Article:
Second point is obviously true, myopic approaches are dumb, but as other commenters have noted, more sensitive styles/framing alone won’t drive any breakthroughs in the larger political battles. Better language is useless unless the battling tribes agree that a specific problem needs to be solved, and agree that the objective of the battle/debate is “problem solving”. If the other tribes are fixated on zero-sum power dynamics, or on strengthening cohesion within their own tribes, then no language or narrative will get them to cooperate with a “problem solving” approach. As PJR noted, for these tribes political power was first and foremost; the language and narratives just provided secondary support. Most people would give Obama credit for presenting a “moral” framework for his policies and not insulting Republicans by lecturing them as if they were junior faculty members that hadn’t considered all the variables in the equation. But Obama has failed to deal with an opposition fixated on power dynamics and tribal cohesion, and seems unable to grasp that that’s what his opponents are fixated on.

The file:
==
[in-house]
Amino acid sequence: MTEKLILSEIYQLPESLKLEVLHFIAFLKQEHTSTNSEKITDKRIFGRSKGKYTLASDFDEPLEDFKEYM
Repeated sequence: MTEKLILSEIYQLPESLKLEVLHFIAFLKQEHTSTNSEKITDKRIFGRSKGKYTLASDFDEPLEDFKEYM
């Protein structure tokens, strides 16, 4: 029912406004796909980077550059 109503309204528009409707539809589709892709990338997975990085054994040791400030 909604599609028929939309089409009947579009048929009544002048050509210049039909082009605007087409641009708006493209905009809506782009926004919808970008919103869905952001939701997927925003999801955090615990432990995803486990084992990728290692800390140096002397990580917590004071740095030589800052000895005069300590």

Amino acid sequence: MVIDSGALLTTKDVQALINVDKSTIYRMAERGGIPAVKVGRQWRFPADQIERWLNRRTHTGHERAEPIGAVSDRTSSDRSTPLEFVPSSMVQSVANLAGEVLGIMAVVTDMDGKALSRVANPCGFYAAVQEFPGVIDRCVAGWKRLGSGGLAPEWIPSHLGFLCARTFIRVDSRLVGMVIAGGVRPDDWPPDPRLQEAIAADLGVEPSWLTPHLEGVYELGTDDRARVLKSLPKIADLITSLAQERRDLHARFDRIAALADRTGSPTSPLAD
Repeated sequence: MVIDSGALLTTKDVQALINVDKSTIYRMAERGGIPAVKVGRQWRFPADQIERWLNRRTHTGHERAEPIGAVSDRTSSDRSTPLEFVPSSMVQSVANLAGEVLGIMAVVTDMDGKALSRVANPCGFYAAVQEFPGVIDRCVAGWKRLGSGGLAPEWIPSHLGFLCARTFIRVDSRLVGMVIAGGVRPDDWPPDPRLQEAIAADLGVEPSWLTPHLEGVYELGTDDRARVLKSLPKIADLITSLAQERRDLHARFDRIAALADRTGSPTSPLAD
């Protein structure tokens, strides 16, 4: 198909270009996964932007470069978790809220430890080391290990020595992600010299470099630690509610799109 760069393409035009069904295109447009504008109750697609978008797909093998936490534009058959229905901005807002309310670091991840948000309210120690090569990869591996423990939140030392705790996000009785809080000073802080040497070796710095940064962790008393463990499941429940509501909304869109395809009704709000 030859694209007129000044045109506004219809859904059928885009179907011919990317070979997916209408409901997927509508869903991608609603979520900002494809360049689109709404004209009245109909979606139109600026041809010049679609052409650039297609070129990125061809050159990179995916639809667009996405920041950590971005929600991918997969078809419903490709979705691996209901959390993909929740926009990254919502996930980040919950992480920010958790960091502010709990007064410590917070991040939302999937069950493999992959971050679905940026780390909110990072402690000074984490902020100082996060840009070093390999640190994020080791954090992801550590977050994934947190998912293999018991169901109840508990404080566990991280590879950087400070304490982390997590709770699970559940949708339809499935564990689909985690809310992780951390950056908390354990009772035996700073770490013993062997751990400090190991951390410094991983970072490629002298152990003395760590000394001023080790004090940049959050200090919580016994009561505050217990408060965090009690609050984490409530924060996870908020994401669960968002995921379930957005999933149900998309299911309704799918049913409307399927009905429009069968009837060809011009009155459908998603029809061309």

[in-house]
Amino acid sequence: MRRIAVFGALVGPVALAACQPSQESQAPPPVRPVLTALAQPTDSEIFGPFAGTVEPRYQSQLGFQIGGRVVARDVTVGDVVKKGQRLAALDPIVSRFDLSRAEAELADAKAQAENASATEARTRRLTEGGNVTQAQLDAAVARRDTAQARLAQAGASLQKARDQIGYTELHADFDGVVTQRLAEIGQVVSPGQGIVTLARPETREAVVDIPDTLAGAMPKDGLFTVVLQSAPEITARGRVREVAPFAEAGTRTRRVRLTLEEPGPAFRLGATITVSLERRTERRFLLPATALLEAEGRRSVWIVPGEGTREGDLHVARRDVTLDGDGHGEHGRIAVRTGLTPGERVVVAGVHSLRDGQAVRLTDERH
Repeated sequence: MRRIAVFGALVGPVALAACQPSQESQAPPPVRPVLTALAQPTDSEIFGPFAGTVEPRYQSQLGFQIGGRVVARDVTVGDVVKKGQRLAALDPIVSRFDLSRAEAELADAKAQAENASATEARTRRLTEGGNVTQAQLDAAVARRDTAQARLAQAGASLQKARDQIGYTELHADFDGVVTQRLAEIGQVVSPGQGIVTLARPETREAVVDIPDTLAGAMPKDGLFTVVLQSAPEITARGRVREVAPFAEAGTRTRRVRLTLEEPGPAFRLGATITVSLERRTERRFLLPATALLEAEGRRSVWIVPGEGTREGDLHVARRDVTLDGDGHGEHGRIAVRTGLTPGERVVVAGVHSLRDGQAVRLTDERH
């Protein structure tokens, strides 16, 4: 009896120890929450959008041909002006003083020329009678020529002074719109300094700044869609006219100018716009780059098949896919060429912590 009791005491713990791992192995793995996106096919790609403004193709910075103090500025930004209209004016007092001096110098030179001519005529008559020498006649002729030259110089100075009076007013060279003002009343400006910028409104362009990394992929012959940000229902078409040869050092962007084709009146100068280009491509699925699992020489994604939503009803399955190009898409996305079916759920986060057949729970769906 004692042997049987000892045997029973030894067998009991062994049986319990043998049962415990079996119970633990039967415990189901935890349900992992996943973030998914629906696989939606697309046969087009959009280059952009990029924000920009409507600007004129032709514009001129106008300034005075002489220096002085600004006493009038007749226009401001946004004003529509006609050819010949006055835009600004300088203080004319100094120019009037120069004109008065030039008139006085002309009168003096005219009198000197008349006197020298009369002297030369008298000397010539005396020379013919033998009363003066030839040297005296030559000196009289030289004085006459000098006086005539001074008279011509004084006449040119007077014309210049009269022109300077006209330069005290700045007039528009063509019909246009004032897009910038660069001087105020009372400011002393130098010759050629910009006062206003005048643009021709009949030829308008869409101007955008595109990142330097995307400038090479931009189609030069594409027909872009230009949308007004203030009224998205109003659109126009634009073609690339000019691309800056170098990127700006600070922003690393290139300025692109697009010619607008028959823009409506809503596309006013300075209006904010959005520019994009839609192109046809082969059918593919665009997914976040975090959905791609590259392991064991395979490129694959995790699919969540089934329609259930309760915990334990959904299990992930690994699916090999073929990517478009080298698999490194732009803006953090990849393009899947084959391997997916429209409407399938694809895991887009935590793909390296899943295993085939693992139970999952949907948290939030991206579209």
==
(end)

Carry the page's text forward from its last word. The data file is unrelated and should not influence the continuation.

The first point begs a more critical about the “tribal” alignments needed to make progress going forward. The “Rubin and Summers are part of the solution” view says that “our tribe” heavily overlaps with the legal/financial/Washington elite—at least that part of the elite with any general “liberal” or “Democratic” inclinations. The alternative “Rubin and Summers are corrupt and arrogant” is really a claim that “the legal/financial/Washington elite is fundamentally corrupt and arrogant.” While there is a huge amount of cold, technocratic evidence here, this is where a fundamentally “moral”/emotional/values-driven argumentation becomes critical. The “moral” distinction is between those pursuing artificial power (economic/political) and those generating value for society as a whole. That puts Rubin and Summers on the same side as the Koch Brothers and Grover Norquist. It (theoretically) opens up bridges to conservatives who care about responsibility and accountability and teaparty types offended by Washington corruption, and those libertarians who understand that concentrated power on Wall Street can be just as dangerous as concentrated power inside the Beltway.